Along with recognizing the enormous sacrifices of American military members and their families, Memorial Day weekend is also the official gateway to Summer, particularly in places like Huntington Beach in Southern California where thousands flock from all over the world to enjoy the magical Pacific West Coast.
Along with these human beach vacationers, some other local residents are making their presence known off the coast of Huntington Beach, with at least 13 Great White Sharks spotted swimming near the shore of the town which is about an hour south of Los Angeles and also known as Surf City (much to the chagrin of Santa Cruz which is further north).
According to the Los Angeles Times, the “more than a dozen” great white sharks were spotted Tuesday night, perhaps enjoying another picturesque sunset, roaming the waters off Sunset Beach, a quiet northern enclave of Huntington Beach.
The group of great white sharks was reportedly spotted by a Huntington Beach police helicopter flight crew, further examination of the notorious great whites revealing that they’re youngsters, but still an intimidating five-to-seven feet long. In other words, big enough, and great-white-shark-looking enough, to terrify anyone who has seen the movie JAWS.
Full-grown great white sharks are generally in the 12 to 18-foot range but can reach up to 20-feet long.
The Huntington Beach police flight crew logged in their report of the juvenile, potentially delinquent, great white sharks around 6 p.m., also alerting Huntington Beach lifeguards. No swimmers or surfers were reported to have been enjoying recreational activity among the great whites however.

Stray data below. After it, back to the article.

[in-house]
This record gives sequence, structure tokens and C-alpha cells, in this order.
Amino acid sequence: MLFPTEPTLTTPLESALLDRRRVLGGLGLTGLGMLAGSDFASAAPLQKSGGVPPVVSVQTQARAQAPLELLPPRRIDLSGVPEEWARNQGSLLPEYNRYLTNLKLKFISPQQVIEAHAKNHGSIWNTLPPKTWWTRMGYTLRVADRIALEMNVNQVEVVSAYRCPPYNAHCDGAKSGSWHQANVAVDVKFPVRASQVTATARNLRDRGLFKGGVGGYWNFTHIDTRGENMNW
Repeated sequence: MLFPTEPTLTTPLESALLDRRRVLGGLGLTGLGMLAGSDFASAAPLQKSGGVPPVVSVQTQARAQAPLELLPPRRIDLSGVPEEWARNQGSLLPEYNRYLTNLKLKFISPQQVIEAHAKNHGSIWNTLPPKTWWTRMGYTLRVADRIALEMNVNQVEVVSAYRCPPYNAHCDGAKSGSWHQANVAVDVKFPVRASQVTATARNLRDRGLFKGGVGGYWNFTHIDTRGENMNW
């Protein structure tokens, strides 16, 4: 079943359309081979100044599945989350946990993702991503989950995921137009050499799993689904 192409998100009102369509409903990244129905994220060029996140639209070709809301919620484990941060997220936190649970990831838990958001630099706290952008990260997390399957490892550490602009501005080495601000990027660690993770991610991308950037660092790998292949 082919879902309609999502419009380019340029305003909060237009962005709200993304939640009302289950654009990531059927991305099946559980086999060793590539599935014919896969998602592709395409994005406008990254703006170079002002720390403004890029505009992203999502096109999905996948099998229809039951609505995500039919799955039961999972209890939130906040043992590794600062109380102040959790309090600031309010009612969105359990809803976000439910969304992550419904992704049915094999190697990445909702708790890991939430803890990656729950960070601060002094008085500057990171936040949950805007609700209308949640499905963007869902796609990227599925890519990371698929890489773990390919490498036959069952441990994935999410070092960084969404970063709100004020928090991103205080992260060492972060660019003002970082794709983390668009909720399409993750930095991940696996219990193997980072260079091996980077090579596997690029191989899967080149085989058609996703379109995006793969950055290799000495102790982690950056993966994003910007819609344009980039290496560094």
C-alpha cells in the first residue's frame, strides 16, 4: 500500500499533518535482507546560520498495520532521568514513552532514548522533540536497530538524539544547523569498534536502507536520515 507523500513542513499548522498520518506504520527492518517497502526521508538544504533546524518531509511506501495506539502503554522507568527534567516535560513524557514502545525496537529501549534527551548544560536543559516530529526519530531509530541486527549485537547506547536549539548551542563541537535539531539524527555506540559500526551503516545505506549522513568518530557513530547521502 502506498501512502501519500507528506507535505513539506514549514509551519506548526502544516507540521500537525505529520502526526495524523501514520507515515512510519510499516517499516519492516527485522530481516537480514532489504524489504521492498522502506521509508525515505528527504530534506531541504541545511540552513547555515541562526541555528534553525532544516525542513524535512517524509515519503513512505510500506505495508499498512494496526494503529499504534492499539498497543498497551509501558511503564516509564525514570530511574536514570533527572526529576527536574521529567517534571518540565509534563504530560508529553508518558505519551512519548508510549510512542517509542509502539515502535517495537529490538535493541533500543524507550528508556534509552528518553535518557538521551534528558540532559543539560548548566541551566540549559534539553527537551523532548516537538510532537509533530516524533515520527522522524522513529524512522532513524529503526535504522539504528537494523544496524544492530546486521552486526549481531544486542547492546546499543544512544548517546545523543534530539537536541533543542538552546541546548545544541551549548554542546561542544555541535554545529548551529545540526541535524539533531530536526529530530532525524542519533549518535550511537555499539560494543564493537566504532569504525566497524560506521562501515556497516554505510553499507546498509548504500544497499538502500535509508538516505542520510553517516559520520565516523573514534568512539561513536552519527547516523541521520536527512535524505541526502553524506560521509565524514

While no great white shark warnings or swim advisories have been posted at Sunset Beach or anywhere else in Huntington Beach, other recent great white shark sightings are joining those in previous years to make great white shark sightings seem fairly common off Huntington Beach.
Great white sharks have always been out there, but the spotting of great white sharks more and more frequently close to shore is a recent phenomena.
But do beach-goers in Huntington really have anything to fear from the juvenile great whites?
The Orange County Register reports that one surfer and beach enthusiast, Olivia Herstein, certainly has her reservations.
“The odds are in our favor (of not being bitten or eaten by a great white shark in Huntington Beach) but just to be on the safe side, I’m not taking my (kids) to Sunset Beach soon, until shark birthing and juvenile season is over. For now, I’ll keep my kids, and my own limbs, on the north side of Seal Beach and at Malibu.”
Other Huntington Beach locals and surfers, such as Dave Reynolds, aren’t about to let the juvenile great white sharks keep them out of the water, however.
For Reynolds getting eaten by a great white shark off Huntington Beach is a Darwinian thing, Reynolds posting via social media, “As long as I can paddle faster than the slowest surfer in the water, I’m good!”
[Images by Dan Kitwood, Getty Images, and Wikipedia]